• Recovery

    Brunnstrom's Order of Recovery

    1 Flaccidity (immediately after onset): no voluntary movement initiated
    2 Spasticity: basic synergy patterns appear, minimal voluntary movement possible
    3 Voluntary control over synergies: with increase in spasticity
    4 Some movement patterns out of synergy can be mastered: synergy still predominates, decrease in spasticity
    5 If progress continues, more complex movement combinations can be learned as basic synergies lose their dominance: more decrease in spasticity can be seen
    6 Spasticity disappears: more individual joint movements and normal coordination
    7 Normal function is restored

    Other Predictors of Revovery

    Severity of UE weakness at onset (complete arm paralysis at onset has poor prognosis for recovery of useful hand function)

    Timing of hand movement return (some motor recovery of hand by 4 weeks has 70% chance of making full/good recovery)

    Poor prognosis: no measurable grasp by 4 weeks, severe proximal spasticity, prolonged flaccidity, late return of tapping response (facilitation)

  • Spasticity

    Abnormal velocity-dependent resistance to passive movement of involved muscles at rest and posturing during ambulation or with noxious stimuli


    Non-invasive stretching
    splints, orthoses
    serial casting
    electrical stimulation
    cold modalities
    Botulinum toxin
    (useful in focal control of spasticity like at wrist and finger flexors or ankle invertors)
    (rarely used, limited by adverse effects like pain with injection, post-injection dysesthesia/chronic pain)
    Baclofen Oral
    Intrathecal baclofen pump:
    some evidence that with physical therapy it can help improve walking speed/functional mobility in post-stroke spastic hemiplegia
    Surgery may be useful in selected cases to improve function, hygiene, pain

    Note: side effects of medications (baclofen, benzodiazepines, clonidine, tizanidine) usually limit their usefulness in stroke patients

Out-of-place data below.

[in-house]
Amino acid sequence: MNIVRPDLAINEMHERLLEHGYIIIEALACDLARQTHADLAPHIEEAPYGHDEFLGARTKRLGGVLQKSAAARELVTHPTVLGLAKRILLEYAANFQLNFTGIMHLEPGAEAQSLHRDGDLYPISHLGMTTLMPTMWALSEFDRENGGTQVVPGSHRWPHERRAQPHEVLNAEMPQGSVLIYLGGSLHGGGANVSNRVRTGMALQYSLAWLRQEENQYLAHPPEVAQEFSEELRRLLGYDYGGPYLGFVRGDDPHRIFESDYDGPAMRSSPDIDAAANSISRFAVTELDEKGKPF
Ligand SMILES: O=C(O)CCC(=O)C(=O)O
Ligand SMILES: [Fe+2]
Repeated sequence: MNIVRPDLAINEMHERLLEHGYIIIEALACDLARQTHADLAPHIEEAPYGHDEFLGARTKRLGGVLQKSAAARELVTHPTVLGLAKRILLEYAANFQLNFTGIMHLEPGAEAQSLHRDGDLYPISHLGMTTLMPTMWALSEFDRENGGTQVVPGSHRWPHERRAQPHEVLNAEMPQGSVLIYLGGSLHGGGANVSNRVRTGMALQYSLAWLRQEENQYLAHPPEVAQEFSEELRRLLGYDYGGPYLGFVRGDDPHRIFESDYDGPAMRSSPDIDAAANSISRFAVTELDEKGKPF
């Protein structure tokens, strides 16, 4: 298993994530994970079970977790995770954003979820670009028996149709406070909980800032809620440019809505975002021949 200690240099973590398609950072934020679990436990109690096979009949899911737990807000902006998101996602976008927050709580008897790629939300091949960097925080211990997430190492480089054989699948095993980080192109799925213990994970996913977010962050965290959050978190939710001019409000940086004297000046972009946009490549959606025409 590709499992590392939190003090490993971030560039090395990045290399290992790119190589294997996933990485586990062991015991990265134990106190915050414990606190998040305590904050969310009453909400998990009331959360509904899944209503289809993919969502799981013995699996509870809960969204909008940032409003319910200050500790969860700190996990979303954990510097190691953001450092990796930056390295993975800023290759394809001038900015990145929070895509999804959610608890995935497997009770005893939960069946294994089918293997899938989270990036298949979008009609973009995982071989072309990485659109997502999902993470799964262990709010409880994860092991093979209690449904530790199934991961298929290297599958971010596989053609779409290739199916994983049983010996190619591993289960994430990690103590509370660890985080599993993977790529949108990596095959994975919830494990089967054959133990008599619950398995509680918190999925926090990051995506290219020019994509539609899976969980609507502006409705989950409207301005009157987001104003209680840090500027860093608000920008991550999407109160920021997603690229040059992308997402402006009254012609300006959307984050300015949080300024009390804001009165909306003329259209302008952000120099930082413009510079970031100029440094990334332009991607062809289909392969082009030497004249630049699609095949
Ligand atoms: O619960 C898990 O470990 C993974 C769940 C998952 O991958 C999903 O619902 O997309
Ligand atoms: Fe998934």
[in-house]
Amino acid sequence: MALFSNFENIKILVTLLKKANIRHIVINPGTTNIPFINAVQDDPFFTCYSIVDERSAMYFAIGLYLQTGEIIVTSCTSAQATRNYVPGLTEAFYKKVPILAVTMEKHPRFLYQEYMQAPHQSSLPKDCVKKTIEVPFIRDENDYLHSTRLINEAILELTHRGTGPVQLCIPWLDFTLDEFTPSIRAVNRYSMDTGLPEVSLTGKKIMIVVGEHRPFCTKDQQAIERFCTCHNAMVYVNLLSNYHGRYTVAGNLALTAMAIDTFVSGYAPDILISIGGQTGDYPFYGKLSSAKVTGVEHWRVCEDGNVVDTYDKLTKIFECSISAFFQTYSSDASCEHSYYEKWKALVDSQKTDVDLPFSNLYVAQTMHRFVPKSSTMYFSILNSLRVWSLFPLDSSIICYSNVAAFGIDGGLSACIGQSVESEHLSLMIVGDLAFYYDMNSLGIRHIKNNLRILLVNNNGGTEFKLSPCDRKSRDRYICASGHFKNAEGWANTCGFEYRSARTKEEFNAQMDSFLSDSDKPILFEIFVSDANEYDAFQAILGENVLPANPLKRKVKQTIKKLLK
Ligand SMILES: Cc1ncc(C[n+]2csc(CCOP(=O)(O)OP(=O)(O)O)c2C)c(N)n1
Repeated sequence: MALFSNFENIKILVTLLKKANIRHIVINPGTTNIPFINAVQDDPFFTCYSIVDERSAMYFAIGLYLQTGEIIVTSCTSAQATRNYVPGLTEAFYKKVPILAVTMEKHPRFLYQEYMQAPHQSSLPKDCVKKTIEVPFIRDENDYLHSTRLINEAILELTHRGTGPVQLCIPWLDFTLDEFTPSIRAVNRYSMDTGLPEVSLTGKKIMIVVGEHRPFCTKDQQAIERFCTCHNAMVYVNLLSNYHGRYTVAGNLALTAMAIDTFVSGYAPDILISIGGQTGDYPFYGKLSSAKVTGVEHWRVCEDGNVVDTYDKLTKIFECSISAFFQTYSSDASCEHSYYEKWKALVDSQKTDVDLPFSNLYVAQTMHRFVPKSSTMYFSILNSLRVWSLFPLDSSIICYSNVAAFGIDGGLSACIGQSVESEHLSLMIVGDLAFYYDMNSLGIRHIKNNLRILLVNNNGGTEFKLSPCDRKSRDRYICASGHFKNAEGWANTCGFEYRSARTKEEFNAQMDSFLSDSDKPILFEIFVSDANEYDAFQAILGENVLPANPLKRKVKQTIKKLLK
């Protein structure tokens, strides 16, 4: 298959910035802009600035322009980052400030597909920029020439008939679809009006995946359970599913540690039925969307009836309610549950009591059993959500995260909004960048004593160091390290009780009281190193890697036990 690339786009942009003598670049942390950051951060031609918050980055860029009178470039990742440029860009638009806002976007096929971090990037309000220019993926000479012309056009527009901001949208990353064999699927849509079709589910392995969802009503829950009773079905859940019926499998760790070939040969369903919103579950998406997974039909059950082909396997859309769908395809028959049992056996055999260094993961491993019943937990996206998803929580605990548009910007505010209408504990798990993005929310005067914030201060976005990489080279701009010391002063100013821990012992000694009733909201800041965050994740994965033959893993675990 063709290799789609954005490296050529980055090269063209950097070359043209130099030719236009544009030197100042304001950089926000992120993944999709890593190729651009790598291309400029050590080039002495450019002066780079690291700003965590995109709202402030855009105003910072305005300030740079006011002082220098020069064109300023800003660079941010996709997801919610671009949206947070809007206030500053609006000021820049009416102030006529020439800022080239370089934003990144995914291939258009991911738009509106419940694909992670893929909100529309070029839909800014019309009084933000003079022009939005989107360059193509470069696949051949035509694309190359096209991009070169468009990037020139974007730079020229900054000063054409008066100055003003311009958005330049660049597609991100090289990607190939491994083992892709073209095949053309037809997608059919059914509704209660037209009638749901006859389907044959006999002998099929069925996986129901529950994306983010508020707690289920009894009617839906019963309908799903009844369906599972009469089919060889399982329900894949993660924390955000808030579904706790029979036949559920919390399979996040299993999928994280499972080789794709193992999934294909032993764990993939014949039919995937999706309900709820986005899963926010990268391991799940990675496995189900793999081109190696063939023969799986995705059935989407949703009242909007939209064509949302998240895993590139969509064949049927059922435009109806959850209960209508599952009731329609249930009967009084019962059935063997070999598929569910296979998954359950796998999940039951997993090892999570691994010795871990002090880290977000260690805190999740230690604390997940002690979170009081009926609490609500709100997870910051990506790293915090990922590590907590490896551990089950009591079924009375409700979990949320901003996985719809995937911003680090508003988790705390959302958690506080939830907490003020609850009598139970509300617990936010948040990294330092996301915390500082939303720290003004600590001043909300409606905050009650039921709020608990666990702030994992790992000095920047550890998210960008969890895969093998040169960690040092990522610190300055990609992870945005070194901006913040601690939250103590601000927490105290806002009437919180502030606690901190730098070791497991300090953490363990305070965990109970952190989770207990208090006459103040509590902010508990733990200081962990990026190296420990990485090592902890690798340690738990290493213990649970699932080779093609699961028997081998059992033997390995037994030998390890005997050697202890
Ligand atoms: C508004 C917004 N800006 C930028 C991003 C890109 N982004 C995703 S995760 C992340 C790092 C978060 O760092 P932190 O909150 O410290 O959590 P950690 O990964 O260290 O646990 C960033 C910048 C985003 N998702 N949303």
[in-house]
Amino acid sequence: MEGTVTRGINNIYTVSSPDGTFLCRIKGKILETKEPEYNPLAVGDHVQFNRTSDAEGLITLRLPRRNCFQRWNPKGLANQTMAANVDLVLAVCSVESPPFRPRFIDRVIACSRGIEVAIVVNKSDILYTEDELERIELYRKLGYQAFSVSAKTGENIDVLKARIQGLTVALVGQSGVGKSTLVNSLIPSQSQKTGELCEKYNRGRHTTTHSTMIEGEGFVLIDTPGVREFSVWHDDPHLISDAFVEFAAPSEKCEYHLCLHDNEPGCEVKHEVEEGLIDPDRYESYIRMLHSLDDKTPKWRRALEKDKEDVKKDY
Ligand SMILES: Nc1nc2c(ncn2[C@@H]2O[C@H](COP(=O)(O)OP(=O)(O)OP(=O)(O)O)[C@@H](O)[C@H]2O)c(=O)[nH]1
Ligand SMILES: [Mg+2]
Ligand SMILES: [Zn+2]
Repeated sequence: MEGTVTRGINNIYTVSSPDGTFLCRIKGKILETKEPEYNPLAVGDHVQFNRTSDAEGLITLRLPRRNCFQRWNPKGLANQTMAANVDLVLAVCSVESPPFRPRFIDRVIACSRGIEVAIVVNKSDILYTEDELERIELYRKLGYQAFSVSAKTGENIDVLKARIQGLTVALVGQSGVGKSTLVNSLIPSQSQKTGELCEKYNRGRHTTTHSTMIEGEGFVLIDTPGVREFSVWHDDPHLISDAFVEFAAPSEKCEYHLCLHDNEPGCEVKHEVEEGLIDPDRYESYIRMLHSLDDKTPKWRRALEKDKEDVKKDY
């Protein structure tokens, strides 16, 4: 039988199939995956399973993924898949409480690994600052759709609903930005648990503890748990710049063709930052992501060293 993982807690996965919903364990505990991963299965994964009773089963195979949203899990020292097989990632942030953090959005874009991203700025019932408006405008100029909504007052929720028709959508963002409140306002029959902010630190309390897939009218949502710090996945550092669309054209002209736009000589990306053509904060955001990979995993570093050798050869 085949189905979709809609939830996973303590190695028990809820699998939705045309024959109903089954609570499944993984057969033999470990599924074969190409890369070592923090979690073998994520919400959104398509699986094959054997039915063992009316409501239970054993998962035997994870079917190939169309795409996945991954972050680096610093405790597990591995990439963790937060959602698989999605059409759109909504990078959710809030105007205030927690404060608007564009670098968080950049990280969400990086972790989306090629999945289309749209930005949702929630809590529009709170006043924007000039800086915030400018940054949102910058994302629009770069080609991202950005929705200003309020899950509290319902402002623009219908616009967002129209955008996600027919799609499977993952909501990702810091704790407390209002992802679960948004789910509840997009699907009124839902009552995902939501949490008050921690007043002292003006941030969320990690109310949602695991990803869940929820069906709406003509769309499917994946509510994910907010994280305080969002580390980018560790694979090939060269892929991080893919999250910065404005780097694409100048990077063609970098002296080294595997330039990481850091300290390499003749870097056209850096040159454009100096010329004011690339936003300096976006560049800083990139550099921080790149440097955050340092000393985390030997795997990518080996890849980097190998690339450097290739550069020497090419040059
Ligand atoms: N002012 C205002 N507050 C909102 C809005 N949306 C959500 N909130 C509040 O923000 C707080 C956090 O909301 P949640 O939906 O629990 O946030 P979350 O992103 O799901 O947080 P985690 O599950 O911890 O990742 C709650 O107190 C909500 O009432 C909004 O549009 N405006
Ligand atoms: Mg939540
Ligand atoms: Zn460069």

• Dysphagia


    Bedside Swallow Evaluation (BSE)

    minimally invasive, looking for overt cough or difficulty during swallowing trials, may evaluate gag reflex/pharyngeal sensation

    Aspiration is missed on BSE 40-60% of the time (silent aspiration)

    Predictors on BSE: abnormal cough, cough after swallow, dysphonia, dysarthria, abnormal gag reflex, voice change after swallow

    Videofluoroscopic swallow study (VFSS)

    aka modified barium swallow (MBS), gold standard for evaluation and treatment of dysphagia

    Different amounts and consistencies of solids/liquids mixed with barium are swallowed while fluoroscopically visualizing the patient’s swallowing anatomy

    Aspiration can be reliably diagnosed on a VFSS

    Predictors of aspiration on VFSS: delayed initiation of swallow reflex or pharyngeal peristalsis

    Fiberoptic endoscopic evaluation of swallowing (FEES)

    a more comprehensive evaluation of the pharyngeal stage of swallowing

    Observes natural bolus flow and containment vs potential bolus obstruction; reaction to presence of residue, penetration, aspiration; effectiveness of cough

  • Aphasia
    Speech Component Impaired?
    This describes:Global

    Aphasias List

    Type Description
    Anomic temporoparietal injury, angular gyrus; may also see alexia or agraphia
    Conduction injury to parietal operculum (arcuate fasciculus), insula or deep to supramarginal gyrus (usually left side); literal paraphasias, targeting of words
    Transcortical sensory watershed lesion isolating Broca’s/Wernicke’s areas from posterior brain, angular gyrus or posterior-inferior temporal lobe; echolalia, neologisms
    Wernicke’s posterior superior temporal gyrus of dominant (usually left) hemisphere; marked paraphasias, neologisms, alexia and agraphia
    Transcortical motor frontal lobe, anterior/superior to Broca’s area or in the subcortical area deep to Broca’s area; reduced rate, initiation, organization of speech
    Broca’s posterior-inferior frontal lobe of dominant (usually left) hemisphere; telegraphic speech, paraphasias, articulatory errors or struggling
    Mixed transcortical
    aka. isolation aphasia, lesions in borders of frontal, parietal, and temporal areas; decreased rate and initiation of speech, echolalia
    Global various sizes and locations but usually involves left MCA distribution; ranges from mutism to total repetitive jargon or neologistic output
  • References

    Zorowitz RD, Baerga E, Cuccurullo SJ. Physical Medicine and Rehabilitation Board Review. 3rd ed. New York, NY: Demos Medical; 2015. Chapter 1, Stroke. P.41-95.

    Harvey RL, Roth EJ, Yu DT, Celnik P, Braddom RL. Physical Medicine and Rehabilitation. 4th ed. Philadelphia, PA: W.B. Saunders Company; 2011. Chapter 50, Stroke Syndromes. P.1177-1222.

    Twitchell TE. The restoration of motor function following hemiplegia in man. Brain. 1951;74:443–480.

    Brunnstrom S. Motor testing procedures in hemiplegia: based on sequential recovery stages. Phys Ther. 1966;46:357–375.

    Zhang J, Zhou Y, Wei N, Yang B, Wang A, Zhou H, et al. (2016) Laryngeal Elevation Velocity and Aspiration in Acute Ischemic Stroke Patients. PLoS ONE 11(9): e0162257. https://doi.org/10.1371/journal.pone.0162257